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Dispersal and assimilation of an aquaculture waste subsidy in a low productivity coastal environment
journal contributionposted on 2023-05-19, 14:21 authored by Camille WhiteCamille White, Nichols, PD, Donald RossDonald Ross, Dempster, T
To understand dispersal and assimilation of aquaculture waste subsidies in a naturally low-productivity environment, we applied a novel, rapid transmethylation technique to analyse sediment and biota fatty acid composition. This technique was initially validated at Atlantic salmon farms in Macquarie Harbour, Australia, where sediments were collected at farm and control locations. Subsequently, sediment, benthic polychaete and zooplankton were sampled at sites 0, 50, 250, 500 and 1000 m distant from multiple cages. Results demonstrated an acute deposition zone up to 50 m from cages and a diffuse zone extending 500 m from cages. Changes in sediment concentration of linoleic acid, oleic acid and total fatty acids were effective tracers of farm deposition. Bacterial biomarkers indicated that aquaculture waste stimulates bacterial productivity in sediments, with elevated biomarker concentrations also detected in benthic polychaetes. Overall, fatty acid analysis was a sensitive technique to characterize the benthic footprint of aquaculture influence.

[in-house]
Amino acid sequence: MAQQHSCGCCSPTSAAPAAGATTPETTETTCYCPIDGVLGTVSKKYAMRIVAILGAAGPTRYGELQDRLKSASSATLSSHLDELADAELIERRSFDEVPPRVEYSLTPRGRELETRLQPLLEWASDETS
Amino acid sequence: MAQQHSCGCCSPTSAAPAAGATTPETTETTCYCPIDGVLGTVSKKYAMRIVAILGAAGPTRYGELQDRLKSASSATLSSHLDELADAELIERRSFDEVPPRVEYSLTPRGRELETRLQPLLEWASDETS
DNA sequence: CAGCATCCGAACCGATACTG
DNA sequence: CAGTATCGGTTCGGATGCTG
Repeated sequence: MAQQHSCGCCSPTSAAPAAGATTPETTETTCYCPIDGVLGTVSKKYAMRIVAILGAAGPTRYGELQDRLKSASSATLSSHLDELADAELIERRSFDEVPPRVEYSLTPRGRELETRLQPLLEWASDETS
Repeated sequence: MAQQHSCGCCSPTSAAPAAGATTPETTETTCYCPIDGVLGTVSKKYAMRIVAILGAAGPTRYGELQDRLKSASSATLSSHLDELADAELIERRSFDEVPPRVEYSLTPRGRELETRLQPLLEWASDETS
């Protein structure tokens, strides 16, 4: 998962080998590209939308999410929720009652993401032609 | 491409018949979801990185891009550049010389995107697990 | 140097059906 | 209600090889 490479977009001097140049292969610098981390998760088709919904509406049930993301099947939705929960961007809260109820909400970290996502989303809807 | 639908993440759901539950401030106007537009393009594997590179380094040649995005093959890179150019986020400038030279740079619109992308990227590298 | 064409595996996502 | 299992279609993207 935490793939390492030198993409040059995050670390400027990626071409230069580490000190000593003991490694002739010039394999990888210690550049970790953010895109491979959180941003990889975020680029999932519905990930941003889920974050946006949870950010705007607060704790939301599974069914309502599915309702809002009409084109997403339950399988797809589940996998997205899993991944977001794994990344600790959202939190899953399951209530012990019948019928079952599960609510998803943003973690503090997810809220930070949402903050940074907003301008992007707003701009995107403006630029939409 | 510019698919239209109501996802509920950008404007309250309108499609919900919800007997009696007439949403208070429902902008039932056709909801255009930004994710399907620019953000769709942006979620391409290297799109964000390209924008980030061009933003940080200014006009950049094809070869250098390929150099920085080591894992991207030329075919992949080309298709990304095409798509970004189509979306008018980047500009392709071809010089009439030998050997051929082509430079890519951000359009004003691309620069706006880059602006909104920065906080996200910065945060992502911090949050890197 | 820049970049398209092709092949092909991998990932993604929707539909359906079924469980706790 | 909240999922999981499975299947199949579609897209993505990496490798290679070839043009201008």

Publication titleMarine Pollution Bulletin
Department/SchoolInstitute for Marine and Antarctic Studies
PublisherPergamon-Elsevier Science Ltd
Place of publicationThe Boulevard, Langford Lane, Kidlington, Oxford, England, Ox5 1Gb
Rights statement© 2017 Elsevier Ltd.